Late into the evening of election day in November, my mind and emotions had taken all the ups and downs it could tolerate. I went to sleep not knowing if President Barack Obama would be re-elected.
I believed the pundits who seemed to confidently declare a Romney victory. Plus, deep down, I didn't want to listen to Obama's concession speech.
Fortunately, I didn't have to, and when I learned the next morning that Obama had won, I regretted missing out on the turning of yet another impossible page in American history.
Since then, though, I've wondered if others are sitting out parts of this new presidential victory and inauguration. I haven't heard of any inaugural viewing parties or celebration, unlike four years ago.
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There seems to be less enthusiasm among Obama supporters for this inauguration. Then I talked to the Rev. Willis Polk and several others who told me I am dead wrong.
Polk, of Imani Baptist Church, was ill and unable to attend the inauguration in 2009 and he's experiencing flu-like symptoms and won't be able to attend this year, either. But that's not deterring his feelings about Obama's second term.
"If I could fly up there on Monday and return on Monday, I would go," he said.
From what Polk has observed, the excitement among black voters has not waned, he said. Members of Imani registered 300 people for the 2008 election, he said, but only one person last year. When Polk questioned why the number was so low, he was told people had taken the initiative to go register in person.
"I think the conservative right, with all the bashing on television and radio, has gotten black people fired up," he said.
Tava Clay, a retired Fayette County educator, joined two busloads of people who left Lexington on Saturday headed for a day of sightseeing and the inauguration. She went four years ago, as well.
"Everybody on the (National) Mall and at the monument was so congenial," Clay said. "It felt like one big happy nation for at least a while."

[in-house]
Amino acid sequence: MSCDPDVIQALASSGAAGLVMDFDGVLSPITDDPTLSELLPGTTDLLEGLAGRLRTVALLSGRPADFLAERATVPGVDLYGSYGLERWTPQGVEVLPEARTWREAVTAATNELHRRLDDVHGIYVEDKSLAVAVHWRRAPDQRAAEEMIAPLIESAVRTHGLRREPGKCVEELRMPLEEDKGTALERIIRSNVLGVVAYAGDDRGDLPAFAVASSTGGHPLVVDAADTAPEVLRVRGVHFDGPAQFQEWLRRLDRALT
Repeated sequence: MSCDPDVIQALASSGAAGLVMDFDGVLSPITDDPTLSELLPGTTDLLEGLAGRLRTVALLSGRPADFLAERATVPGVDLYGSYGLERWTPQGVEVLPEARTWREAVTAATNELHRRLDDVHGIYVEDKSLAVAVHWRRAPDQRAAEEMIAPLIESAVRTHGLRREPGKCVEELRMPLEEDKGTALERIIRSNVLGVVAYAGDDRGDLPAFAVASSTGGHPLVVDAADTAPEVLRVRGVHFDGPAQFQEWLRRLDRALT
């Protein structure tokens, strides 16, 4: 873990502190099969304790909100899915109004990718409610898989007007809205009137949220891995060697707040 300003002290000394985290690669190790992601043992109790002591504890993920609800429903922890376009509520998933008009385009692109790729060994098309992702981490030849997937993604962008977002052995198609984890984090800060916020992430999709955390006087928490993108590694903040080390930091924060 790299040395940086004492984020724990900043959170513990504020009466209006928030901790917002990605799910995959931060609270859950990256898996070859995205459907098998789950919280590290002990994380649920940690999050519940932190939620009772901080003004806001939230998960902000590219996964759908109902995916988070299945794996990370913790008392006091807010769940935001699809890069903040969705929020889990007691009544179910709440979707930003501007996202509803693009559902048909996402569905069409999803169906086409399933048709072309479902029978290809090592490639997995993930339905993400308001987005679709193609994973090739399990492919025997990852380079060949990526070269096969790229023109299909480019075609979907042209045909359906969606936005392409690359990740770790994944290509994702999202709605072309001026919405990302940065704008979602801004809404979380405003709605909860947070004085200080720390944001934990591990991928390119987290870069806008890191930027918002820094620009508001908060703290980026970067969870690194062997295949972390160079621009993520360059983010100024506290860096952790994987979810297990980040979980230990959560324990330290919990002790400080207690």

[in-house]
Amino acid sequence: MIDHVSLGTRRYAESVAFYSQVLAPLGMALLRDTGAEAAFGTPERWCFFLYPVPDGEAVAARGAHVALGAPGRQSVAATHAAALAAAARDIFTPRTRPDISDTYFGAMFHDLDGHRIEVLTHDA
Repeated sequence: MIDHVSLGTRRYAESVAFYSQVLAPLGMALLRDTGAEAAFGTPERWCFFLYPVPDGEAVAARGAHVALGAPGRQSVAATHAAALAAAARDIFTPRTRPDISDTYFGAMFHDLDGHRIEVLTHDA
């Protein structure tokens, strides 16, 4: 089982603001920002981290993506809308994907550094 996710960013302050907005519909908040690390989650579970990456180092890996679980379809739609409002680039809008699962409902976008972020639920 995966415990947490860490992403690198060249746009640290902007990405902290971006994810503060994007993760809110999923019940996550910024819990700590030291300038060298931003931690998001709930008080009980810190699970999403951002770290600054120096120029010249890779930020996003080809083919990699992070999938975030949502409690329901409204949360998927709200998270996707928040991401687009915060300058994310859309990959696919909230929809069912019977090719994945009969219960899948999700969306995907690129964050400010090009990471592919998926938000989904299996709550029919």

There is still emotion this year; it is just different, she said.
"The excitement is that the election was so up in the air for a lot of people," Clay said. "We made plans just hoping he would win. But we have some people in the group that said they had no doubts."
This weekend there will be people on the buses who weren't able to attend the inauguration of 2009 and they'll be bringing a familiar sense of urgency, she said. "Some said, 'I don't think I will have this opportunity again in my lifetime.' "
That premise is motivating my friend Toni King of Lexington to take her 11-year-old granddaughter, Taylor Simpson-Ellis of Louisville, to the inauguration.
Fifty years ago, King's mother, Nancy Mae Jones Payne of Maysville, learned that her nephew had been in the 16th Street Baptist Church in Birmingham, Ala., when it was bombed and four young girls were killed. He was unharmed.
"My mom was a woman of few words," King said. "She never had a cross word to say about anybody."
Still, when members of the Maysville community decided to hold a peaceful march protesting the murders, Payne gathered her four daughters and took them to participate.
"I don't recall her saying why," King said. "It was just the right thing to do to protest this terrible thing that had happened. I guess all my life, that event has shaped the person that I am."
Payne was diagnosed with parotoid, or salivary gland, cancer when Obama was elected in 2008 and was too ill to travel. Treatment and surgery seemed to work for a while. Last year, however, she was diagnosed with end-stage cancer.
"This year, she was so sick, but she really, really wanted to go vote," King said.
And she did.
Despite the pain and discomfort, Payne had her daughter take her to the polls where she cast a ballot for Obama.
"She wasn't feeling at all well, but she felt it was her duty," King said.
Payne, 78, died a month later.
Meanwhile, King was retiring from the Department of Veteran Affairs in D.C., in January. Her two daughters asked what gift they could give her.
"I said I want to go to the inauguration and I plan on wearing Mom's hat, the one she wore to vote," King said.
King will leave for Washington on Sunday with her granddaughter Taylor.
"I am hoping this event will shape her life and be a history lesson for her," King said. "And by wearing Mom's hat, she will be going with us."
After talking with King, I realized I had been using the wrong word to describe how black voters feel this year. The excitement and joy of 2008 has been transformed into determination.
The efforts in several states to limit access to voting brought back stories our parents and grandparents had told us.
The disrespect and rudeness shown to Obama for four years is too similar to the affronts ordinary black people frequently face. And there has been one too many watermelon or black-face "jokes" about Obama, accosting our intelligence.
We have come too far to roll back down that hill.
Black people aren't excitedly shouting "Yes we can!" this time around.
Instead, we are standing firm, imitating the Nancy Mae Jones Paynes in our lives.